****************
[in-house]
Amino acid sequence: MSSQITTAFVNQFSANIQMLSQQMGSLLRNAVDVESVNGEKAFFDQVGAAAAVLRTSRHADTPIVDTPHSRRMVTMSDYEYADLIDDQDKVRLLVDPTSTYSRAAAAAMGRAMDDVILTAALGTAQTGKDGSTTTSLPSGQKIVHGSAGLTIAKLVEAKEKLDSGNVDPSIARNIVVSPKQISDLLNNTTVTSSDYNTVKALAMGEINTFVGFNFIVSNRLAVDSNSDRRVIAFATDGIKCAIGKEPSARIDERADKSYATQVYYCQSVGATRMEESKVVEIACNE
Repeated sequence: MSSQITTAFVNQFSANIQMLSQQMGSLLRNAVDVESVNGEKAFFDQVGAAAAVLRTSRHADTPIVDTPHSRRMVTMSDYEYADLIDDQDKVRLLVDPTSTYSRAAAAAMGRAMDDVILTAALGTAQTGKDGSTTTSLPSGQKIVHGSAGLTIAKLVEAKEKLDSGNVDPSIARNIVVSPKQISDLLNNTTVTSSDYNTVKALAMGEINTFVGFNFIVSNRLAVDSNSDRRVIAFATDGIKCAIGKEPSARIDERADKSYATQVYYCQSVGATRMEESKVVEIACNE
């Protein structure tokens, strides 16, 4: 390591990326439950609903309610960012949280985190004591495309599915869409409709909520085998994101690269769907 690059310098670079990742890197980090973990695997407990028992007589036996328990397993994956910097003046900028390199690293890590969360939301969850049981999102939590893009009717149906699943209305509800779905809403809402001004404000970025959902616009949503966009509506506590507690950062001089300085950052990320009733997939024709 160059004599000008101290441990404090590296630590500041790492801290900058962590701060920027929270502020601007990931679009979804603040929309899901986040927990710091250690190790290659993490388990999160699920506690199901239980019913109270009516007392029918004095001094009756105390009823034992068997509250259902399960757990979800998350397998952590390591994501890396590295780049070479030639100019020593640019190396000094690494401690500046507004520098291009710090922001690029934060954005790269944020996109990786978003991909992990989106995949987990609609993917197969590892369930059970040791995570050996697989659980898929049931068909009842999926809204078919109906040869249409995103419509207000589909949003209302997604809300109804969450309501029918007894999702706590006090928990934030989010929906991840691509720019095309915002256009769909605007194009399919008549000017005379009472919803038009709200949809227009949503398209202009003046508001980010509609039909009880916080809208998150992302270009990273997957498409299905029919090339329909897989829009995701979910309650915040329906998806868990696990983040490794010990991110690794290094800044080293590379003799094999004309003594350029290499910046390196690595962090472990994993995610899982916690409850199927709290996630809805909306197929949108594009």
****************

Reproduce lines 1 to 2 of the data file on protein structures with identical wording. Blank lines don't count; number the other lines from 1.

[in-house]
Amino acid sequence: MSSQITTAFVNQFSANIQMLSQQMGSLLRNAVDVESVNGEKAFFDQVGAAAAVLRTSRHADTPIVDTPHSRRMVTMSDYEYADLIDDQDKVRLLVDPTSTYSRAAAAAMGRAMDDVILTAALGTAQTGKDGSTTTSLPSGQKIVHGSAGLTIAKLVEAKEKLDSGNVDPSIARNIVVSPKQISDLLNNTTVTSSDYNTVKALAMGEINTFVGFNFIVSNRLAVDSNSDRRVIAFATDGIKCAIGKEPSARIDERADKSYATQVYYCQSVGATRMEESKVVEIACNE